Baptist traditions had a long history in the American South, and much of the “Southern Baptist” identity began to form in the 1680s. The traditions and beliefs of Baptists in the South were diverse and unorganized. The Baptist denomination in the South was formally organized by the Southern Baptist Convention in 1845, which focused on four main issues: synthesizing Baptist traditions, missionary work, identity, and finally race and slavery.
The Baptist Church had two main divisions that had to be developed: the Particular Baptists and the Separate Baptists. The Particular Baptists were characterized by puritansim, Calvinistic confessionalism, denominational connectionalism, and concern for ministerial education. On the other hand, the Separate Baptists called for religious freedom, rivivalism, anti-creedalism (against forming a formal creed such as the Nicene Creed or the Apostles’ Creed), and suspicion of ministerial education. The churchly and organized traditions of the Particulars and the evangelism of the Separates both shaped Baptism in the South.
During American expansion westward, Baptists followed, spread their beliefs, and grew in new directions. Life on the frontier developed the Baptists’ identity of individualism in ethics, congregationalism in church life, revivalism in ministry, and simplicity in worship. It also sprouted the idea that Baptists were comprised of common, mostly agrarian, people.
Spreading the gospel and Baptist traditions through missionary works were important for Baptists. They were very concerned with salvation, both their own and that of others. They believed that by spreading the word of God as they interpreted it, they could help save people’s souls. Baptist missionaries were sent to locations both in the United States and in foreign countries, including nations in Africa. During the Southern Baptist Convention of 1845, there were two missionary boards created: one domestic and one foreign.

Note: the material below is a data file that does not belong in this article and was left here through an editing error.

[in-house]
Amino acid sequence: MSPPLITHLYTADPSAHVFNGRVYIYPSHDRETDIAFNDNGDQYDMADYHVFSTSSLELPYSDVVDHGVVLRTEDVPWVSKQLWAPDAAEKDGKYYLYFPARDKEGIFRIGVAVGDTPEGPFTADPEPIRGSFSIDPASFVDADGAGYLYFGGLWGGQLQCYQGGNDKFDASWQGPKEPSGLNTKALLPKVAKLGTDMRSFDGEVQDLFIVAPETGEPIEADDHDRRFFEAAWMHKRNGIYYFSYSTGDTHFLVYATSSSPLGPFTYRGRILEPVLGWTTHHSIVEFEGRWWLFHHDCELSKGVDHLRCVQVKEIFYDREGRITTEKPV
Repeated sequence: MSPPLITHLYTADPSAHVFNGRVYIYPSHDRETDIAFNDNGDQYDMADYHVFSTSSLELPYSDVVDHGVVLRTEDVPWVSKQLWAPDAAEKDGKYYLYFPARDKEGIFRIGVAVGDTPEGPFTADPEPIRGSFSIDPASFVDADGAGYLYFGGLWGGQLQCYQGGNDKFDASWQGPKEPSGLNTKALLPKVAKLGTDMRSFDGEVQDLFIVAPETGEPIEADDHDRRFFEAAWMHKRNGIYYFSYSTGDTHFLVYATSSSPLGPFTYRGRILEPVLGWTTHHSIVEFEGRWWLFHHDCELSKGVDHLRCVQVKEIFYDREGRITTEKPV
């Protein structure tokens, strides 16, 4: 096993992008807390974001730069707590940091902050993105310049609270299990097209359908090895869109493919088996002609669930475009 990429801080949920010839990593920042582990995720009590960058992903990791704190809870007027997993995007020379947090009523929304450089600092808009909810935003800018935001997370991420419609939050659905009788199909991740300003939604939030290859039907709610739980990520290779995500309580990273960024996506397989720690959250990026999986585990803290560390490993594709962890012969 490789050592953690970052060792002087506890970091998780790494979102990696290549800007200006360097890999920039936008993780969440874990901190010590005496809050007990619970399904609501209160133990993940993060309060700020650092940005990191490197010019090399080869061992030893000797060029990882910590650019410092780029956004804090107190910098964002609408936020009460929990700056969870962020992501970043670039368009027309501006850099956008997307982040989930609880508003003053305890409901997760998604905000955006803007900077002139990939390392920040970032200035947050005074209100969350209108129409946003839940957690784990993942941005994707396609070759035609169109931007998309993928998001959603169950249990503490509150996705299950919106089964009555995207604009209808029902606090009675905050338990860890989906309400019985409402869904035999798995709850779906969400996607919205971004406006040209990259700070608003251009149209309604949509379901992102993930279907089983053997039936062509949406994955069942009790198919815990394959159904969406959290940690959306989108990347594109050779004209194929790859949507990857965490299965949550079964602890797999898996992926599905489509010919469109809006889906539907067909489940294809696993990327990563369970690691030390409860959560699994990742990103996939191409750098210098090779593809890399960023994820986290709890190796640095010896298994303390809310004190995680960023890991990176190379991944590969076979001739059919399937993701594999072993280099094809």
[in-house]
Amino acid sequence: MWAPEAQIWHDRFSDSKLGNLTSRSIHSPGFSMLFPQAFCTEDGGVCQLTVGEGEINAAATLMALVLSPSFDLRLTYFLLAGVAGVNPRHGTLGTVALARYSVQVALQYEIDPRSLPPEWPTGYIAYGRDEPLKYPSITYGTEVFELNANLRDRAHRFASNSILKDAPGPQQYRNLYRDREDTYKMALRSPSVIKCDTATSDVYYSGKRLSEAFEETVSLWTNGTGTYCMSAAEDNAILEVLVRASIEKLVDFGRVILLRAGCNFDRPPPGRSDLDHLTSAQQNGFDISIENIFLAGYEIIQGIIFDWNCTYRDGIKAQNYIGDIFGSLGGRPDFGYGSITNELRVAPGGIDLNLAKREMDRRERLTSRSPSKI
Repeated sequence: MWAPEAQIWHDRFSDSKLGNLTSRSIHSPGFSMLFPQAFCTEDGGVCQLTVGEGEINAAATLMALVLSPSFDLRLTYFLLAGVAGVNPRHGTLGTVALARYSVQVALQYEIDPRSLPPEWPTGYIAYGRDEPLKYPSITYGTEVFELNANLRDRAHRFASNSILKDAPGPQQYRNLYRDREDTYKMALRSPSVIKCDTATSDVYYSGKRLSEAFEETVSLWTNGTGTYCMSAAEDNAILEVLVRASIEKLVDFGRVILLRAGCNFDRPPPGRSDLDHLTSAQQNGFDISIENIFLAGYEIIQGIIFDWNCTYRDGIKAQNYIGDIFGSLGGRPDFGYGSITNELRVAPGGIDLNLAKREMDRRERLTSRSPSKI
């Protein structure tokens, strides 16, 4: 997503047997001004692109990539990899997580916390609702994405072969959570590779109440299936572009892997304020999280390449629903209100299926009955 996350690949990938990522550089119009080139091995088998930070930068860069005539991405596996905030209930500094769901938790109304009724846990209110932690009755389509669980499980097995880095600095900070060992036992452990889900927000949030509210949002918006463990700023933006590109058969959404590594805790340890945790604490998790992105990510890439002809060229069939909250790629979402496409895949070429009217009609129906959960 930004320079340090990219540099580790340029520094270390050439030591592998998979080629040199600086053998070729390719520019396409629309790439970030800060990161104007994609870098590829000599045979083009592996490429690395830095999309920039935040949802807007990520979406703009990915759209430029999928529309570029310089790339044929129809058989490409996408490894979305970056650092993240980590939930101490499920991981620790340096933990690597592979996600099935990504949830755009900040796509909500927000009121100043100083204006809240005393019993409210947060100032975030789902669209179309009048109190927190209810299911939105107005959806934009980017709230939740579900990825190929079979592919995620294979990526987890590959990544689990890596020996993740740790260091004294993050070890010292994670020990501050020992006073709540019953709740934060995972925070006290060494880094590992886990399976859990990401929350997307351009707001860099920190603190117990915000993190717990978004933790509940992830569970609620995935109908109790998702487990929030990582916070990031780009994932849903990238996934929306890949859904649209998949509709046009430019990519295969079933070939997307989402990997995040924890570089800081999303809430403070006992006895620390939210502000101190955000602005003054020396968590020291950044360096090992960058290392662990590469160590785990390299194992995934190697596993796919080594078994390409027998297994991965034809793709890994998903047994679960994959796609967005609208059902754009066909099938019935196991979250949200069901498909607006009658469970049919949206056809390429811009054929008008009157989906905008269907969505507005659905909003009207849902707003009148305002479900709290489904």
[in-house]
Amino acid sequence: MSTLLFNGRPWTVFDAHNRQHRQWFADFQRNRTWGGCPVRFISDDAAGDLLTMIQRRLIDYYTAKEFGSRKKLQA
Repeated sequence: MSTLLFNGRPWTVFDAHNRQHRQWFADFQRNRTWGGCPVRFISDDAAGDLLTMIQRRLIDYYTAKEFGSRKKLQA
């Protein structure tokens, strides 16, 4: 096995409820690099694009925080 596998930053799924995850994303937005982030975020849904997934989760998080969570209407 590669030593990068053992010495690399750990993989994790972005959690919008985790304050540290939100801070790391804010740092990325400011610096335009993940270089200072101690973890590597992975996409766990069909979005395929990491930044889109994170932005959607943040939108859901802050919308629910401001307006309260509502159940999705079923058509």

Lastly, slavery of course made a major impact on the Baptists in the South. Most Baptists viewed slavery as biblically sanctioned. The question of slavery caused a rift between the Northern Baptists and the Southern Baptists, resulting the the Southern Baptist Convention. Additionally, many slaves followed the beliefs of their owners, which is why many freed slaves maintained these beliefs during and after enslavement.
African American Baptist congregations operated separately from the more formal white Baptists. During the antebellum period, black church members met in services that were supervised by whites (which was mandated by law) but were controlled by African Americans. After the Civil War in 1865, independent black Baptist churches were founded, based on largely the same principles as the white Baptist churches except for the belief in Biblically justified slavery.